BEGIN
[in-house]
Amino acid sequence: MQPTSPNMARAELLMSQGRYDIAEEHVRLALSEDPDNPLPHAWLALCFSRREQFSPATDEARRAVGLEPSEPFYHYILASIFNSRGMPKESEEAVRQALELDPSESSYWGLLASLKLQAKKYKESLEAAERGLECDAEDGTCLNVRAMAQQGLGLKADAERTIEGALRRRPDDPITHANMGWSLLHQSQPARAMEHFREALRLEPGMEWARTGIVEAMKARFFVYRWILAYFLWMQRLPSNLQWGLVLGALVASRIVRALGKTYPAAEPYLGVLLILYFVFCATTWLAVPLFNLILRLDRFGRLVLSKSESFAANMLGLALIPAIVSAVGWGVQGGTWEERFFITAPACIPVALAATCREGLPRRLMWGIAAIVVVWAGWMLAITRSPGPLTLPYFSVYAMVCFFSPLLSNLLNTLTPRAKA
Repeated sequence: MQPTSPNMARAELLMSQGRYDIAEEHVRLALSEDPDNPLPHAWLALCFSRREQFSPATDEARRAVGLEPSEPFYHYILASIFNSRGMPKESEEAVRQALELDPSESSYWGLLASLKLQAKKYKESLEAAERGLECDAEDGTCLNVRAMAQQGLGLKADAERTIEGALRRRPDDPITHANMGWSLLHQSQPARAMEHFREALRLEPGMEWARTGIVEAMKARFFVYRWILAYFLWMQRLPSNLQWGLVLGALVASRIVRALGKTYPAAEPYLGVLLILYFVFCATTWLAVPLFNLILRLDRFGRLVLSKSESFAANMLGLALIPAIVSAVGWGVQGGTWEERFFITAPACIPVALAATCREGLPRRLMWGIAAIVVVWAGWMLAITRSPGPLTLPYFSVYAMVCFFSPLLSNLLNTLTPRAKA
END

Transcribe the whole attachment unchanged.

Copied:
[in-house]
Amino acid sequence: MQPTSPNMARAELLMSQGRYDIAEEHVRLALSEDPDNPLPHAWLALCFSRREQFSPATDEARRAVGLEPSEPFYHYILASIFNSRGMPKESEEAVRQALELDPSESSYWGLLASLKLQAKKYKESLEAAERGLECDAEDGTCLNVRAMAQQGLGLKADAERTIEGALRRRPDDPITHANMGWSLLHQSQPARAMEHFREALRLEPGMEWARTGIVEAMKARFFVYRWILAYFLWMQRLPSNLQWGLVLGALVASRIVRALGKTYPAAEPYLGVLLILYFVFCATTWLAVPLFNLILRLDRFGRLVLSKSESFAANMLGLALIPAIVSAVGWGVQGGTWEERFFITAPACIPVALAATCREGLPRRLMWGIAAIVVVWAGWMLAITRSPGPLTLPYFSVYAMVCFFSPLLSNLLNTLTPRAKA
Repeated sequence: MQPTSPNMARAELLMSQGRYDIAEEHVRLALSEDPDNPLPHAWLALCFSRREQFSPATDEARRAVGLEPSEPFYHYILASIFNSRGMPKESEEAVRQALELDPSESSYWGLLASLKLQAKKYKESLEAAERGLECDAEDGTCLNVRAMAQQGLGLKADAERTIEGALRRRPDDPITHANMGWSLLHQSQPARAMEHFREALRLEPGMEWARTGIVEAMKARFFVYRWILAYFLWMQRLPSNLQWGLVLGALVASRIVRALGKTYPAAEPYLGVLLILYFVFCATTWLAVPLFNLILRLDRFGRLVLSKSESFAANMLGLALIPAIVSAVGWGVQGGTWEERFFITAPACIPVALAATCREGLPRRLMWGIAAIVVVWAGWMLAITRSPGPLTLPYFSVYAMVCFFSPLLSNLLNTLTPRAKA